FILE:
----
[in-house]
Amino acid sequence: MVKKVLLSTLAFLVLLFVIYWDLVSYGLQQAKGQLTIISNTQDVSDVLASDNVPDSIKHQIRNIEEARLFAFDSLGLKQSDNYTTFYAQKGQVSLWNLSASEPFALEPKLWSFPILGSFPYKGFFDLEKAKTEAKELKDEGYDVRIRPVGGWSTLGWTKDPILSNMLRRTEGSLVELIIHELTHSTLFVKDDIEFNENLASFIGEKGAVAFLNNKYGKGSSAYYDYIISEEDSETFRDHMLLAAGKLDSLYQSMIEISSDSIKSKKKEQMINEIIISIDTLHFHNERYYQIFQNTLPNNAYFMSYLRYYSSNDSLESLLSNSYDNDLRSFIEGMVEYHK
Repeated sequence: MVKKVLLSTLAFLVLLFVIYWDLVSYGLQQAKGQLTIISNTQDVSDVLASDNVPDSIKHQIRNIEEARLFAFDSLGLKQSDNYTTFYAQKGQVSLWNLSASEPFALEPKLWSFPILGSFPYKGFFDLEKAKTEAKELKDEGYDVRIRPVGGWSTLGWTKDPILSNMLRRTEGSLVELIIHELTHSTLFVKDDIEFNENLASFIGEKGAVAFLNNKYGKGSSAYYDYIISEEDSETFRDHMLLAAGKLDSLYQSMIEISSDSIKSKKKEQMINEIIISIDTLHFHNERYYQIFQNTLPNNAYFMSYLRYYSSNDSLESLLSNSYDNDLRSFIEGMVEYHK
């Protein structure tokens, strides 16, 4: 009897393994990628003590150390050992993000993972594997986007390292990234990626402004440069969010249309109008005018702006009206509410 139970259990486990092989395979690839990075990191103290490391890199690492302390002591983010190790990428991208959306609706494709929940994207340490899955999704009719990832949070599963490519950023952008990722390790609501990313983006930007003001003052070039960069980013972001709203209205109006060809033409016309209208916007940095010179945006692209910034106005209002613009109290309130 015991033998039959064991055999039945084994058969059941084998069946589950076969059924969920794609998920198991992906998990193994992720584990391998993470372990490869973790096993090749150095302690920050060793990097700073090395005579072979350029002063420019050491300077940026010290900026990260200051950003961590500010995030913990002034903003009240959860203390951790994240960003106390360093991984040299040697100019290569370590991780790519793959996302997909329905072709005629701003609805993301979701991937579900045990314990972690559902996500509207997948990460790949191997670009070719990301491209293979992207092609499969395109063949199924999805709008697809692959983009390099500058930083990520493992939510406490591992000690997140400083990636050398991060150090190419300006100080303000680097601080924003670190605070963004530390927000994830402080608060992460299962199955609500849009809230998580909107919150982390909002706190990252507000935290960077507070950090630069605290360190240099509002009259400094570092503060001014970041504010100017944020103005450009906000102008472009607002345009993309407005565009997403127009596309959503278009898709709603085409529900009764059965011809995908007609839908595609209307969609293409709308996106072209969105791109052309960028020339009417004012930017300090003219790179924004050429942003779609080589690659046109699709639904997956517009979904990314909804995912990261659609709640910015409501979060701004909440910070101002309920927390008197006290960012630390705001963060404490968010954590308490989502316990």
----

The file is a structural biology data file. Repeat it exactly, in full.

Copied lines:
[in-house]
Amino acid sequence: MVKKVLLSTLAFLVLLFVIYWDLVSYGLQQAKGQLTIISNTQDVSDVLASDNVPDSIKHQIRNIEEARLFAFDSLGLKQSDNYTTFYAQKGQVSLWNLSASEPFALEPKLWSFPILGSFPYKGFFDLEKAKTEAKELKDEGYDVRIRPVGGWSTLGWTKDPILSNMLRRTEGSLVELIIHELTHSTLFVKDDIEFNENLASFIGEKGAVAFLNNKYGKGSSAYYDYIISEEDSETFRDHMLLAAGKLDSLYQSMIEISSDSIKSKKKEQMINEIIISIDTLHFHNERYYQIFQNTLPNNAYFMSYLRYYSSNDSLESLLSNSYDNDLRSFIEGMVEYHK
Repeated sequence: MVKKVLLSTLAFLVLLFVIYWDLVSYGLQQAKGQLTIISNTQDVSDVLASDNVPDSIKHQIRNIEEARLFAFDSLGLKQSDNYTTFYAQKGQVSLWNLSASEPFALEPKLWSFPILGSFPYKGFFDLEKAKTEAKELKDEGYDVRIRPVGGWSTLGWTKDPILSNMLRRTEGSLVELIIHELTHSTLFVKDDIEFNENLASFIGEKGAVAFLNNKYGKGSSAYYDYIISEEDSETFRDHMLLAAGKLDSLYQSMIEISSDSIKSKKKEQMINEIIISIDTLHFHNERYYQIFQNTLPNNAYFMSYLRYYSSNDSLESLLSNSYDNDLRSFIEGMVEYHK
């Protein structure tokens, strides 16, 4: 009897393994990628003590150390050992993000993972594997986007390292990234990626402004440069969010249309109008005018702006009206509410 139970259990486990092989395979690839990075990191103290490391890199690492302390002591983010190790990428991208959306609706494709929940994207340490899955999704009719990832949070599963490519950023952008990722390790609501990313983006930007003001003052070039960069980013972001709203209205109006060809033409016309209208916007940095010179945006692209910034106005209002613009109290309130 015991033998039959064991055999039945084994058969059941084998069946589950076969059924969920794609998920198991992906998990193994992720584990391998993470372990490869973790096993090749150095302690920050060793990097700073090395005579072979350029002063420019050491300077940026010290900026990260200051950003961590500010995030913990002034903003009240959860203390951790994240960003106390360093991984040299040697100019290569370590991780790519793959996302997909329905072709005629701003609805993301979701991937579900045990314990972690559902996500509207997948990460790949191997670009070719990301491209293979992207092609499969395109063949199924999805709008697809692959983009390099500058930083990520493992939510406490591992000690997140400083990636050398991060150090190419300006100080303000680097601080924003670190605070963004530390927000994830402080608060992460299962199955609500849009809230998580909107919150982390909002706190990252507000935290960077507070950090630069605290360190240099509002009259400094570092503060001014970041504010100017944020103005450009906000102008472009607002345009993309407005565009997403127009596309959503278009898709709603085409529900009764059965011809995908007609839908595609209307969609293409709308996106072209969105791109052309960028020339009417004012930017300090003219790179924004050429942003779609080589690659046109699709639904997956517009979904990314909804995912990261659609709640910015409501979060701004909440910070101002309920927390008197006290960012630390705001963060404490968010954590308490989502316990």